In Praise of Solitude and Creativity

All credit to www.nytimes.com/2012/01/15/opinion/sunday/the-rise-of-the-new-groupthink.html?_r=1

“Research strongly suggests that people are more creative when they enjoy privacy and freedom from interruption. And the most spectacularly creative people in many fields are often introverted, according to studies by Mihaly Csikszentmihalyi and Gregory Feist. They’re extroverted enough to exchange and advance ideas, but see themselves as independent and individualistic. They’re not joiners by nature….

Solitude has long been associated with creativity and transcendence. “Without great solitude, no serious work is possible,” Picasso said. A central narrative of many religions is the seeker — Moses, Jesus, Buddha — who goes off by himself and brings profound insights back to the community….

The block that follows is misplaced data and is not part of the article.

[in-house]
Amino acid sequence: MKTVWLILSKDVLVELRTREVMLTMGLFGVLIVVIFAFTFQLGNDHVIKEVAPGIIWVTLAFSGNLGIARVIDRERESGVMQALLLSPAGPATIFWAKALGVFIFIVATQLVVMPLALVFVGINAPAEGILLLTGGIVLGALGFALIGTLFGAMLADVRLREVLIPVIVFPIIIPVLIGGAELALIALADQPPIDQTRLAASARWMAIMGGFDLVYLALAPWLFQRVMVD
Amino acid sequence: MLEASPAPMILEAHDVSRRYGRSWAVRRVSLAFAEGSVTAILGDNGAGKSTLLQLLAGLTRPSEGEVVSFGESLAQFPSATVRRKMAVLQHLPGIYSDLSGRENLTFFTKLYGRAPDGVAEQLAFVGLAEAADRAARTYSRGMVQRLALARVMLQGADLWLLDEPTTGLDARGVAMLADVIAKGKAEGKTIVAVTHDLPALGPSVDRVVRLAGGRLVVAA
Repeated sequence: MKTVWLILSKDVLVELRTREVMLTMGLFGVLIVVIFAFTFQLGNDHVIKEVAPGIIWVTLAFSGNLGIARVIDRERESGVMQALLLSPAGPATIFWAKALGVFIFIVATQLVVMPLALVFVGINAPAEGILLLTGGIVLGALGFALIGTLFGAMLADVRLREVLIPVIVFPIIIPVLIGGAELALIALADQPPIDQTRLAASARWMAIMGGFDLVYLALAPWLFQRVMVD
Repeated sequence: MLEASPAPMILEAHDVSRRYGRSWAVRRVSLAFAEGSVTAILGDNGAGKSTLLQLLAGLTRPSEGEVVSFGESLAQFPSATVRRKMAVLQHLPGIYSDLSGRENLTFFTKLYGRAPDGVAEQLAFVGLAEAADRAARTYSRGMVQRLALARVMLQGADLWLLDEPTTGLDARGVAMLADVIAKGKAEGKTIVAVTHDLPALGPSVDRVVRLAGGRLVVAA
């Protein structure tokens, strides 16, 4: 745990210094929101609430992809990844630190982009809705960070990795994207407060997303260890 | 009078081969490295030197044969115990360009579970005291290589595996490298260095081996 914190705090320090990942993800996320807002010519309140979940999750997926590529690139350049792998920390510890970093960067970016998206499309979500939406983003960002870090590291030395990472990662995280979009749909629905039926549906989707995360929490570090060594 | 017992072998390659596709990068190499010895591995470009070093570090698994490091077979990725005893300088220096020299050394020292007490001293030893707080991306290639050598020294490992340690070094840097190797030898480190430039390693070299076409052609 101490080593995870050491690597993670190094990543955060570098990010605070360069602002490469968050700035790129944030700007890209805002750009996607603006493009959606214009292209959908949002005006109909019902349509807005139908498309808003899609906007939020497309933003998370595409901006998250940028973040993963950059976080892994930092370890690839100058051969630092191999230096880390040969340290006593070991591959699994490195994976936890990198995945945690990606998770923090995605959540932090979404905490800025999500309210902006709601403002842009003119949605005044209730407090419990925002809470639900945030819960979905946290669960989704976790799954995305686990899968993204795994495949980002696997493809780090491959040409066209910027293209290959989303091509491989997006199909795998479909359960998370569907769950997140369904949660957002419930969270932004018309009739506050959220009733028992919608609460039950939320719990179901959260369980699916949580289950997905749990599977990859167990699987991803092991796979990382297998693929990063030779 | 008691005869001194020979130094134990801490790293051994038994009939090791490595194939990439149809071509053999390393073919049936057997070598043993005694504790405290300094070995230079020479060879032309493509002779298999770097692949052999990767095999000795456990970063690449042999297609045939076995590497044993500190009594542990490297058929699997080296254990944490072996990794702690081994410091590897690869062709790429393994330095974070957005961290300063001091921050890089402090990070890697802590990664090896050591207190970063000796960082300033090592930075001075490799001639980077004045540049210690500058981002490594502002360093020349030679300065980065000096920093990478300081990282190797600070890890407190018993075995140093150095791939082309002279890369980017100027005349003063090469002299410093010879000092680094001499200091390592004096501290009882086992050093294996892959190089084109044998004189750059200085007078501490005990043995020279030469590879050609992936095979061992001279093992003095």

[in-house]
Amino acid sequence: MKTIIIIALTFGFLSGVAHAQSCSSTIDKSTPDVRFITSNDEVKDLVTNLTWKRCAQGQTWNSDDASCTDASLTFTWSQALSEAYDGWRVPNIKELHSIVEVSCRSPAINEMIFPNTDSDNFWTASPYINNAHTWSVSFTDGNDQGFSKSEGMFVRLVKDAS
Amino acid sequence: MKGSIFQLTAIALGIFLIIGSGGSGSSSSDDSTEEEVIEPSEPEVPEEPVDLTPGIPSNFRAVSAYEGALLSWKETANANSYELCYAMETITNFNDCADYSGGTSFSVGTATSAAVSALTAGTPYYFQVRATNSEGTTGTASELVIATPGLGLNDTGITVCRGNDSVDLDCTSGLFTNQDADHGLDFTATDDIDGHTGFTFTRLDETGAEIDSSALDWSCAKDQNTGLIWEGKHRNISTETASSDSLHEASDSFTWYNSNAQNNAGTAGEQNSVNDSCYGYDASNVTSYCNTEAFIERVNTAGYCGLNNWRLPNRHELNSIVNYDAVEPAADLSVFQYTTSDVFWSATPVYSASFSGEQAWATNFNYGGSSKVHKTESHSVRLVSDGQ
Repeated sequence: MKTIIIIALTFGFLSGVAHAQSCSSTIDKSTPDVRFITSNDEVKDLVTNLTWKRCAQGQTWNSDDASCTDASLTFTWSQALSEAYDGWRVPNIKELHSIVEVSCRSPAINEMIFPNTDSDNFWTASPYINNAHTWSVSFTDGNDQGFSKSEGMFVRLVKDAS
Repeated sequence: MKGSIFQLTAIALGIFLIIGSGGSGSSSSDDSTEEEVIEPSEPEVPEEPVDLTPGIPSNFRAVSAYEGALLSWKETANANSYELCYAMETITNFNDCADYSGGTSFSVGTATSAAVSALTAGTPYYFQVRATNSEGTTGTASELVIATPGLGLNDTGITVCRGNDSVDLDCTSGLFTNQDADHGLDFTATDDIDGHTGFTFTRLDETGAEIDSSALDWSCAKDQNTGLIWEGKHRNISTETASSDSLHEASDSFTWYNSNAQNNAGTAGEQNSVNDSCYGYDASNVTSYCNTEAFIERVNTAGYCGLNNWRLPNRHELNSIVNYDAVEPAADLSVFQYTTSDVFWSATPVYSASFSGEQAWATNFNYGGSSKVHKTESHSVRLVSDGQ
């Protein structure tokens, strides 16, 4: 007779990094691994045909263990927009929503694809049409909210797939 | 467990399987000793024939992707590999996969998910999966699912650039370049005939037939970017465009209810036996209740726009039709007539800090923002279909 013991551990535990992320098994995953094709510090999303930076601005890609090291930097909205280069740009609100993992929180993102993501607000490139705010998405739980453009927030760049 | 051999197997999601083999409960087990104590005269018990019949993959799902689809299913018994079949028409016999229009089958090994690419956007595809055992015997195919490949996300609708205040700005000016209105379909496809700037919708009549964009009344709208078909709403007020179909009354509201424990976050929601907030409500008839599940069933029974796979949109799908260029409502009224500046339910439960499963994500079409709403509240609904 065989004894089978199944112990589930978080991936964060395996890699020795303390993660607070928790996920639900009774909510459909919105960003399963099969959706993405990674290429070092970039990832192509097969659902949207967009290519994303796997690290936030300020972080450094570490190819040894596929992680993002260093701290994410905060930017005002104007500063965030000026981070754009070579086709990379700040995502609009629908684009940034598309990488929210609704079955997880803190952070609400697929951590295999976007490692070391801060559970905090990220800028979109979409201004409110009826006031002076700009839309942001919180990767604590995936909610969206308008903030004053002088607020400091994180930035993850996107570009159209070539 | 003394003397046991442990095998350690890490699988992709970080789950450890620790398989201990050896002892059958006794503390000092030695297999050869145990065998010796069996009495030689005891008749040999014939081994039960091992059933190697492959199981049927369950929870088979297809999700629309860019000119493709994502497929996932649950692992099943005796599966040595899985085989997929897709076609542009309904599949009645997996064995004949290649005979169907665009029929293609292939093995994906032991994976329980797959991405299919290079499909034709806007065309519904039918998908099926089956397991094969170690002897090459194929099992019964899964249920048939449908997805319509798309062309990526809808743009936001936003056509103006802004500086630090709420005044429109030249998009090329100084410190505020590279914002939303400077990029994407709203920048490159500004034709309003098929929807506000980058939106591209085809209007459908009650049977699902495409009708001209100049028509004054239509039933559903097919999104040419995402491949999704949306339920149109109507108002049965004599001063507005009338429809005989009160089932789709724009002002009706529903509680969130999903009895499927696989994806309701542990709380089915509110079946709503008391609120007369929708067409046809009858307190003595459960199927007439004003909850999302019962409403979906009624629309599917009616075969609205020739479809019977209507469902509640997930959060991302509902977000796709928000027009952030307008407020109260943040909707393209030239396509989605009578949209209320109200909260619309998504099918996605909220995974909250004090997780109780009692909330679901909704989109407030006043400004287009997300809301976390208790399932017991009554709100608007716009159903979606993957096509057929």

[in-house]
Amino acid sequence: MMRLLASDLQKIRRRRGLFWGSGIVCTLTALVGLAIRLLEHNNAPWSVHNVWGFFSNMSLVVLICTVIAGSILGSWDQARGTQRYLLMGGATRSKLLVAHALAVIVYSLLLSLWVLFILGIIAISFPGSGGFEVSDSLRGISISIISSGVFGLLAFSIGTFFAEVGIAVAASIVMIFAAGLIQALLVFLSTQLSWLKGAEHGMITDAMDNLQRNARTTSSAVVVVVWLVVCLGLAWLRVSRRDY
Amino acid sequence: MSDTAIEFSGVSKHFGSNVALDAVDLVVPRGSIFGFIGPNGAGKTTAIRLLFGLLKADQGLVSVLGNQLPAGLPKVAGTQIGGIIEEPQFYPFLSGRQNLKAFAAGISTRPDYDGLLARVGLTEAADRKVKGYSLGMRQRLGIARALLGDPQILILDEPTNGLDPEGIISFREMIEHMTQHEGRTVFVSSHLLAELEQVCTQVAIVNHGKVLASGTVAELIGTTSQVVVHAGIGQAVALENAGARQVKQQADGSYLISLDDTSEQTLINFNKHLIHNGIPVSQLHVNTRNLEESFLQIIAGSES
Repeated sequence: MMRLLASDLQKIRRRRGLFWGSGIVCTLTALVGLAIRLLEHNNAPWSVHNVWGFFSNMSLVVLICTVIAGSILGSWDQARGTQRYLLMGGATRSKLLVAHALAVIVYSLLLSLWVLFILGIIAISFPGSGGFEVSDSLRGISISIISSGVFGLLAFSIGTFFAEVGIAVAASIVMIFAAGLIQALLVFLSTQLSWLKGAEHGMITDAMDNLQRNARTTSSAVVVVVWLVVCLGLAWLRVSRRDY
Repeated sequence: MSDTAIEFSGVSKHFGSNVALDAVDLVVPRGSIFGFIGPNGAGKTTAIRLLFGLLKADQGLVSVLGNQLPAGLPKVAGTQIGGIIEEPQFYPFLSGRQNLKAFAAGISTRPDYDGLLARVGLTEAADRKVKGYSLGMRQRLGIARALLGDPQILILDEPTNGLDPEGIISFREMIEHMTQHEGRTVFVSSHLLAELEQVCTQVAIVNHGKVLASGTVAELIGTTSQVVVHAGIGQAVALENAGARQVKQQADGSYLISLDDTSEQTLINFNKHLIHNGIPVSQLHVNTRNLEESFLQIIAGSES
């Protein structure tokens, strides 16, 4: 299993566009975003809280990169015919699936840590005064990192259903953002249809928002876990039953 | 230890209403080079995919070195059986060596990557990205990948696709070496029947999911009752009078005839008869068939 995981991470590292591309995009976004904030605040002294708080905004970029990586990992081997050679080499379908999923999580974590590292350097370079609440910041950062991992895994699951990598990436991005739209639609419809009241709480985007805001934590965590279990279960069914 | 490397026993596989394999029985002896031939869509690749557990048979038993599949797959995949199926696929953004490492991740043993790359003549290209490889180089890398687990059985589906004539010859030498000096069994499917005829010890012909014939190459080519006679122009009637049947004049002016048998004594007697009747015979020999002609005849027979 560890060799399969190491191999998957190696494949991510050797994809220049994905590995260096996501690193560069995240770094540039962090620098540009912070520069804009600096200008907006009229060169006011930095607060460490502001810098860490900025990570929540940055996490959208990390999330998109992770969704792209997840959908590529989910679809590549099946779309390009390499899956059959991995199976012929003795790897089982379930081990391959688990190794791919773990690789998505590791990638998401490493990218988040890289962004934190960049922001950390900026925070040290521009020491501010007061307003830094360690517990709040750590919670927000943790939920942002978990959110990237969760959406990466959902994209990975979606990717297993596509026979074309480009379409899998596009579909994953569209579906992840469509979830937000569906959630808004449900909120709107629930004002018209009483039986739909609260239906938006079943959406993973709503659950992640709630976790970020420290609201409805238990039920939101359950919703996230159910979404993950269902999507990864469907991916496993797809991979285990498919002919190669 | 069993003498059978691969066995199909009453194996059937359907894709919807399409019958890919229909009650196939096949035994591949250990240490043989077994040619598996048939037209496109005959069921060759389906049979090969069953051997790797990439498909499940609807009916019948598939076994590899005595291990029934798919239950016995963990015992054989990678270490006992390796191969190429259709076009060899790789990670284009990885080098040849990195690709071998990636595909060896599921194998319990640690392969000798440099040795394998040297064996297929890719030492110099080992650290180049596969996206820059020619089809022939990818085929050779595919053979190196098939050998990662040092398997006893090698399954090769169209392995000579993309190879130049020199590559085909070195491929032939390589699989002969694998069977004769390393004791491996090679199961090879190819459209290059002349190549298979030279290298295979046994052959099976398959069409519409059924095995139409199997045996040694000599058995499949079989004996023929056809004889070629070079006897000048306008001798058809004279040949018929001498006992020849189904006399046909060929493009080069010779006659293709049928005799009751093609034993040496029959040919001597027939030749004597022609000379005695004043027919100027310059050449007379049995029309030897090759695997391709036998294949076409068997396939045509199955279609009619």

According to research on expert performance by the psychologist Anders Ericsson, the best way to master a field is to work on the task that’s most demanding for you personally. And often the best way to do this is alone. Only then, Mr. Ericsson told me, can you “go directly to the part that’s challenging to you. If you want to improve, you have to be the one who generates the move. Imagine a group class — you’re the one generating the move only a small percentage of the time.””

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